Prof. Hackborn's research interests include applied mathematics (especially fluid dynamics), chaos theory (the study of the surprising patterns and apparent randomness present in some basic processes of the natural world), the history of mechanics (part of the history of physics and mathematics), and projectile motion (including ballistics and the somewhat dark roles both mathematics and computing science have played in the birth and development of this black art). Most recently, he has also been doing research on social networks, both in a practical way (via a survey of the connections between U Alberta professors) and, more theoretically, using differential equations to approximate social networks that capture some of the ways in which human communities adopt ideas and build consensus.
Brief Teaching Philosophy
The most important ingredient in learning computing science and mathematics (like music) is practice, practice, practice! So, Prof. Hackborn likes to give students lots of opportunities for practicing their course work both during class and afterwards in a variety of ways, including group activities and individual assignments. He also likes to impress upon his students the utility and beauty of mathematics and computing, and the important roles they have played in the development of the modern world, because students cannot be expected to learn a subject unless and until they see why it is worth learning (and the passion it excites in its disciples).
Courses Taught since Fall 2003
Computer arithmetic and errors, solution of systems of linear equations, root finding, interpolation, numerical quadrature, and numerical solutions of ordinary differential equations. Applications from physics are included. Prerequisites: AUCSC 111, AUMAT 120, AUMAT 112; or consent of the instructor. Note: Credit may be obtained for only one of AUCSC 340, AUMAT 340, AUPHY 340.
Fall Term 2020Complex numbers, functions of a complex variable, analytic functions, Cauchy and related theorems, Taylor and Laurent expansions, the residue calculus and applications, harmonic functions, conformal mapping, applications. Prerequisite: AUMAT 212.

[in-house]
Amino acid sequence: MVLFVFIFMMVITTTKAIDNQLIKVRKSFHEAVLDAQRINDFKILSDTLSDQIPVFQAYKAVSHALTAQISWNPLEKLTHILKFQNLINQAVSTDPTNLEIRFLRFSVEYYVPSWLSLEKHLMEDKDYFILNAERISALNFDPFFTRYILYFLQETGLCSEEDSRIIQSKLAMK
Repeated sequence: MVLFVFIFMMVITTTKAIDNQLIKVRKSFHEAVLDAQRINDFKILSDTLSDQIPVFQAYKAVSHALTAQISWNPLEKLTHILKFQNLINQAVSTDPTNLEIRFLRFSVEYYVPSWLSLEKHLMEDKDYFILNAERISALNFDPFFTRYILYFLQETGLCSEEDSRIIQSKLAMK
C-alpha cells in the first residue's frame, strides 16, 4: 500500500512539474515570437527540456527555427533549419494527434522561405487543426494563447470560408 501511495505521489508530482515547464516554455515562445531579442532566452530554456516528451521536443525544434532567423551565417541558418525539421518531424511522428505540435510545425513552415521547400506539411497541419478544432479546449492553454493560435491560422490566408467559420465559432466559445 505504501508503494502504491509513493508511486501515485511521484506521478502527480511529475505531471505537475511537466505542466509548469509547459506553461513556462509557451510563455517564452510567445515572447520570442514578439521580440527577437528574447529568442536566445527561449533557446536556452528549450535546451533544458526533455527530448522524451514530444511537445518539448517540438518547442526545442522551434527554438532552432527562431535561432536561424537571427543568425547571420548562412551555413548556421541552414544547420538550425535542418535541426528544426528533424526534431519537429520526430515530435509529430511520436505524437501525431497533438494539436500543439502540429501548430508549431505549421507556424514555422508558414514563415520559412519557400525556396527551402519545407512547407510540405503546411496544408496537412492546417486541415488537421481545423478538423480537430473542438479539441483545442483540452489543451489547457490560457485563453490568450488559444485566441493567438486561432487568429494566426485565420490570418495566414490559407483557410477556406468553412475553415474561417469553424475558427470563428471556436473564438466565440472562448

Winter Term 2021Mathematical analysis of problems associated with ecology, including models of population growth (e.g., discrete, continuous, age-structured, limited carrying capacity), the population dynamics of ecosystems, the spread of epidemics, the transport of pollutants, and the sustainable harvesting of vegetation and animal populations. Fundamental concepts of discrete and continuous dynamical systems, both linear and nonlinear. Prerequisites: AUMAT 120 and 211.
Fall Term 2020Computer arithmetic and errors, solution of systems of linear equations, root finding, interpolation, numerical quadrature, and numerical solutions of ordinary differential equations. Applications from physics are included. Prerequisites: AUCSC 111, AUMAT 120, AUMAT 112; or consent of the instructor. Note: Credit may be obtained for only one of AUMAT 340, AUCSC 340, AUPHY 340.
Fall Term 2020Computer arithmetic and errors, solution of systems of linear equations, root finding, interpolation, numerical quadrature, and numerical solutions of ordinary differential equations. Applications from physics are included. Prerequisite: AUCSC 111, AUMAT 120, AUPHY 120 or 250, AUMAT 112. Note: Credit may be obtained for only one of AUPHY 340, AUCSC 340, AUMAT 340.
Fall Term 202020190502 - 20190503
I am the principal organizer of the Alberta Mathematics Dialogue (AMD) 2019, to be held at the Augustana Campus on Thursday-Friday, 2-3 May 2019.
Our talented line-up of invited speakers is well-balanced. All have confirmed their attendance. They are (in alphabetical order):
We're excited about these speakers. They have all won awards of various kinds. Parallel sessions (associated with the areas of our invited speakers and other areas popular at previous AMDs) to be held at AMD 2019 include:
We particularly encourage the participation of post-doctoral fellows, graduate students, and undergraduates. One of the mandates of AMD has always been to nurture the talents of aspiring mathematicians. Please note the last session topic above: Undergraduate Research.
AMD 2019 will also include a special panel/roundtable on jobs in mathematics. We plan to invite Alberta math/stats graduates who now work in sectors that rely heavily on mathematics (such as computer science, financial analysis, data science, etc.) to address this panel. This is another reason why young mathematicians will want to attend -- academia alone is not big enough to hold all the mathematical talent in Alberta.
The deadline for abstract submission is Friday, 5 April 2019.